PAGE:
History’s original scripted series Vikings focuses on a period of time and place rarely explored in series television, but the time seemed right both for the network come to be known for its (too many) documentaries about World War II. Creator Michael Hirst (The Tudors, Elizabeth) and several members of the cast joined entertainment writers at a Friday night press session at Comic-Con to talk about the new series, which has been renewed for season two.
The series brings us into the universe of Ragnar Lothbrok (Travis Fimmel), a farmer who yearns to explore beyond his world and to the west — Britain. But Lothbrok is opposed by the local Chieftain Earl Haraldson (Gabriel Byrne), who would rather raid an easier target. But Ragnar partners with his friend Floki (Gustaf Skarsgard), and the two invent a new generation of sea-going vessels capable of fording the rough seas and conquer the juicier (if more difficult target). Such is the conflict in Vikings.
But the series is also about family, culture and relationships, as any good scripted series must be. Vikings also focuses on the relationship between Ragnar and his wife, Lagertha (Katheryn Winnick). Lagertha is in her also a quite a warrior. We also meet Ragnar’s brother Rollo (Clive Standen), a fierce fighter, consumed by jealously. The monk Athelstan (George Blagden), a captive of the Vikings finds his Christian morals clash mightily with the pagan Vikings’ society.
Hirst told journalists he had been playing with an idea of doing a piece on Alfred the Great (Ninth Century ruler in Britain who defended his realm against the Vikings) a couple of years ago, but it had not taken hold. He had researched the time period and setting, so when the opportunity arose to create a series about the Vikings, he was keen to do it. He said that History is a good fit, blending this unusual (and less known) period of European history and culture with scripted drama (and even a comic book!). He dismissed the comparison of Vikings with the hit HBO sword and sorcery series Game of Thrones, noting that Thrones is purely fantasy, whereas Vikings is rooted in real history. Although, he noted, the written history of the time is often contradictory. So much of it, like the early histories of many cultures, is rooted in accounts flavored with political and religious biases.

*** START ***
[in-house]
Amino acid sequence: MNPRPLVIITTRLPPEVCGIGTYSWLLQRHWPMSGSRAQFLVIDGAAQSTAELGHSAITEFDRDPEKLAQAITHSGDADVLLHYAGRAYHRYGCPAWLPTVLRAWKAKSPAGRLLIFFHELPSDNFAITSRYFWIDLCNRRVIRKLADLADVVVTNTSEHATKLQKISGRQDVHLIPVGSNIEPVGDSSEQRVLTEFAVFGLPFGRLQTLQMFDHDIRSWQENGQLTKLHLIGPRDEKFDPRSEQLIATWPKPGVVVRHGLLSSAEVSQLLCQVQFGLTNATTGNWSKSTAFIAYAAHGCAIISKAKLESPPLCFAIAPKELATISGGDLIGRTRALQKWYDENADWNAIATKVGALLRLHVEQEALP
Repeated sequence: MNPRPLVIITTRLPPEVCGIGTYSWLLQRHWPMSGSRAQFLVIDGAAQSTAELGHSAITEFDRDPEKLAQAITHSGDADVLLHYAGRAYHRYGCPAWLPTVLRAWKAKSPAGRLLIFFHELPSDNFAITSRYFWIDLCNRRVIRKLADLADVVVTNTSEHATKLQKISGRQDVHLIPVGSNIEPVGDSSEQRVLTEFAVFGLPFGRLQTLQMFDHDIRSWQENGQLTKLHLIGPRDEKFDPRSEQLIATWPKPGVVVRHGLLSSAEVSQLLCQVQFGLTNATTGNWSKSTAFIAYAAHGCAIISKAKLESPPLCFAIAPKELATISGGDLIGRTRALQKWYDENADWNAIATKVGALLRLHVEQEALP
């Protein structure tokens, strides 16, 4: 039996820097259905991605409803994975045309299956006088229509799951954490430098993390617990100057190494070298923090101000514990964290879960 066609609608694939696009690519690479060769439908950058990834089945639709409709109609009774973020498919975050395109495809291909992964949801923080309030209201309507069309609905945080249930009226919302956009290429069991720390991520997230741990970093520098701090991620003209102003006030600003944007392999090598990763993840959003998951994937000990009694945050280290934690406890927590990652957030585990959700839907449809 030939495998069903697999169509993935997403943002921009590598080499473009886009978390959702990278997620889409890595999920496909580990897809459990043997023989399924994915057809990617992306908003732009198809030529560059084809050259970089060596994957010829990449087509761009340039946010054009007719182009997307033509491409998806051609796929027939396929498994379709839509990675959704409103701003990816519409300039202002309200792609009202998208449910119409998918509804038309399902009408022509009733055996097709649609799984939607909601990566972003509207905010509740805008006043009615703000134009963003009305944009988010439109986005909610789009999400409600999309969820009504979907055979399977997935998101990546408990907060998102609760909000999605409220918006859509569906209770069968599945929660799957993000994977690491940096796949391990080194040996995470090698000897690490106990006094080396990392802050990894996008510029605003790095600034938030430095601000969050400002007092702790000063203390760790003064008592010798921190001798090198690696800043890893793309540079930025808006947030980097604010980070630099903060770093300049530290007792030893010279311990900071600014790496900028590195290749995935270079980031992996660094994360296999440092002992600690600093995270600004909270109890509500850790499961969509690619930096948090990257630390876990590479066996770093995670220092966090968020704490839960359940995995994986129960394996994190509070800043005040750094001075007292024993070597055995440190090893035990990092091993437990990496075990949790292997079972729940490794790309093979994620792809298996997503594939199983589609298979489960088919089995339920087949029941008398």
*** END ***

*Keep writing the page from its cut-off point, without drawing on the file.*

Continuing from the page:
Female cast members Jessalyn Gilsig and Katheryn Winnik told us they loved the notion of the strong women who populated the Viking culture and the series. Katheryn showed us a couple of bruises, the inevitable effect of the rough and tumble of life on the Viking life. They both noted that they have done research on the period to understand their characters, noting that the production is a constant learning process, as they enrich their knowledge of the little understood time and place that their series inhabits. Skarsgard noted that as a Scandinavian (he’s Swedish), his interest in creating a character and being involved in a telling of Norse history and culture is very meaningful and wants very much to “get it right.”
The new season, which will commence in 2014 opens with an epic battle.